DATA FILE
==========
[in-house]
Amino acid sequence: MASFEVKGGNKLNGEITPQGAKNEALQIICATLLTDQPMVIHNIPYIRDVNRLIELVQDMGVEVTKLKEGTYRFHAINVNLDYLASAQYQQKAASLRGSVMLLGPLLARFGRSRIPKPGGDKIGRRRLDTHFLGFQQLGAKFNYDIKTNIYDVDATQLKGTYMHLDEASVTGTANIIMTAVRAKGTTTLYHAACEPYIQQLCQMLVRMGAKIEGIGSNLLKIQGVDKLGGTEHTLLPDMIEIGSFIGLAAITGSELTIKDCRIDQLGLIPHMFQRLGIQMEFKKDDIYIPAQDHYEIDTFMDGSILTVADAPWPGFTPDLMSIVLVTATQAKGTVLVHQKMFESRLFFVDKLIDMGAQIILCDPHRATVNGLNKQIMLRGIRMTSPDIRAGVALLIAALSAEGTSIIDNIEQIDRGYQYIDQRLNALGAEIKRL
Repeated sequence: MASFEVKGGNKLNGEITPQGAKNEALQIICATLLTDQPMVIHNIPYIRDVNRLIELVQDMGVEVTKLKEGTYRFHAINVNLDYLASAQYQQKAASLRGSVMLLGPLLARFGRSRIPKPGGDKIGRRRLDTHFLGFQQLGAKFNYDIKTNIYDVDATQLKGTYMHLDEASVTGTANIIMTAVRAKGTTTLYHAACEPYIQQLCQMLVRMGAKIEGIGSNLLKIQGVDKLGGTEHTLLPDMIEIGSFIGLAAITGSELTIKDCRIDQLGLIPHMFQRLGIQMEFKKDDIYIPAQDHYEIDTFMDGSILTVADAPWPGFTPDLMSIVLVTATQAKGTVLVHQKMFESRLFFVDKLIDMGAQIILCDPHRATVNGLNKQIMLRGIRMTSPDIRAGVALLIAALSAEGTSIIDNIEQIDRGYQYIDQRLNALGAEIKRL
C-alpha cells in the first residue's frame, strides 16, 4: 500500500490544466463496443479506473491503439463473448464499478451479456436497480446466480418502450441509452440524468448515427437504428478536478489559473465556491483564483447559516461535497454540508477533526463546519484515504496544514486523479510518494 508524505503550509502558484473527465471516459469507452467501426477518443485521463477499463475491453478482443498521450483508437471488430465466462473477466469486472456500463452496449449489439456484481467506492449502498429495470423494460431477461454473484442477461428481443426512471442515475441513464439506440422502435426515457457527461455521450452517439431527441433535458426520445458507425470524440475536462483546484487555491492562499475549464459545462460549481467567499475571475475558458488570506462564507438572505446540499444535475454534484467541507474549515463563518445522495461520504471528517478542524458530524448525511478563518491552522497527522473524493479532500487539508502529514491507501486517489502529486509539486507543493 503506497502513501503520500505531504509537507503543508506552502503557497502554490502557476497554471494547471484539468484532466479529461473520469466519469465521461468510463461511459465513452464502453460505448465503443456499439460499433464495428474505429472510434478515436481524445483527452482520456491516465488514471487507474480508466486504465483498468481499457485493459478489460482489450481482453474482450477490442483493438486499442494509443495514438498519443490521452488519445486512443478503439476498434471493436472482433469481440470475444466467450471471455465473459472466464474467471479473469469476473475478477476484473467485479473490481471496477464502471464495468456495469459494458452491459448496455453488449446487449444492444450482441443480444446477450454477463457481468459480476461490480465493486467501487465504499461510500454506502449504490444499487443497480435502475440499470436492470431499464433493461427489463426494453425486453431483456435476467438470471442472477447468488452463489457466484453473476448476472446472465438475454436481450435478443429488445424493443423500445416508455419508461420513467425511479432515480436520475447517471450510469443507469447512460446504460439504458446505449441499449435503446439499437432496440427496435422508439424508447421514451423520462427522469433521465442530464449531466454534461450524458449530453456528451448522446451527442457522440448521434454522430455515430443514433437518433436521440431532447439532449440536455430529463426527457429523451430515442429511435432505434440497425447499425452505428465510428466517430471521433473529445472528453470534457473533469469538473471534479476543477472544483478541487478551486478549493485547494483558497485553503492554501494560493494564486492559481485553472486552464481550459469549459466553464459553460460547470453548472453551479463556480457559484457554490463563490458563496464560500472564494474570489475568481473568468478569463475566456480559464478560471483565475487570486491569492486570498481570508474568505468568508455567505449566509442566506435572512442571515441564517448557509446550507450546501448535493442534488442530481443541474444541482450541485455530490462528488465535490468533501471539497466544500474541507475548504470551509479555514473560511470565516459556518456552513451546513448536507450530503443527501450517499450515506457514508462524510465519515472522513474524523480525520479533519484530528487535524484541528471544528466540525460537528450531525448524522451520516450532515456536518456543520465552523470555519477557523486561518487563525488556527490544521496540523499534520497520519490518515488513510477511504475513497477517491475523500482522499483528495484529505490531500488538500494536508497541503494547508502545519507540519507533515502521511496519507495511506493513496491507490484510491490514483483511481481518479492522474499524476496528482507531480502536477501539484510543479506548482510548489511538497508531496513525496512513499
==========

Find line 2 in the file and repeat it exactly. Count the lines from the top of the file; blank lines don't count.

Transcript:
Amino acid sequence: MASFEVKGGNKLNGEITPQGAKNEALQIICATLLTDQPMVIHNIPYIRDVNRLIELVQDMGVEVTKLKEGTYRFHAINVNLDYLASAQYQQKAASLRGSVMLLGPLLARFGRSRIPKPGGDKIGRRRLDTHFLGFQQLGAKFNYDIKTNIYDVDATQLKGTYMHLDEASVTGTANIIMTAVRAKGTTTLYHAACEPYIQQLCQMLVRMGAKIEGIGSNLLKIQGVDKLGGTEHTLLPDMIEIGSFIGLAAITGSELTIKDCRIDQLGLIPHMFQRLGIQMEFKKDDIYIPAQDHYEIDTFMDGSILTVADAPWPGFTPDLMSIVLVTATQAKGTVLVHQKMFESRLFFVDKLIDMGAQIILCDPHRATVNGLNKQIMLRGIRMTSPDIRAGVALLIAALSAEGTSIIDNIEQIDRGYQYIDQRLNALGAEIKRL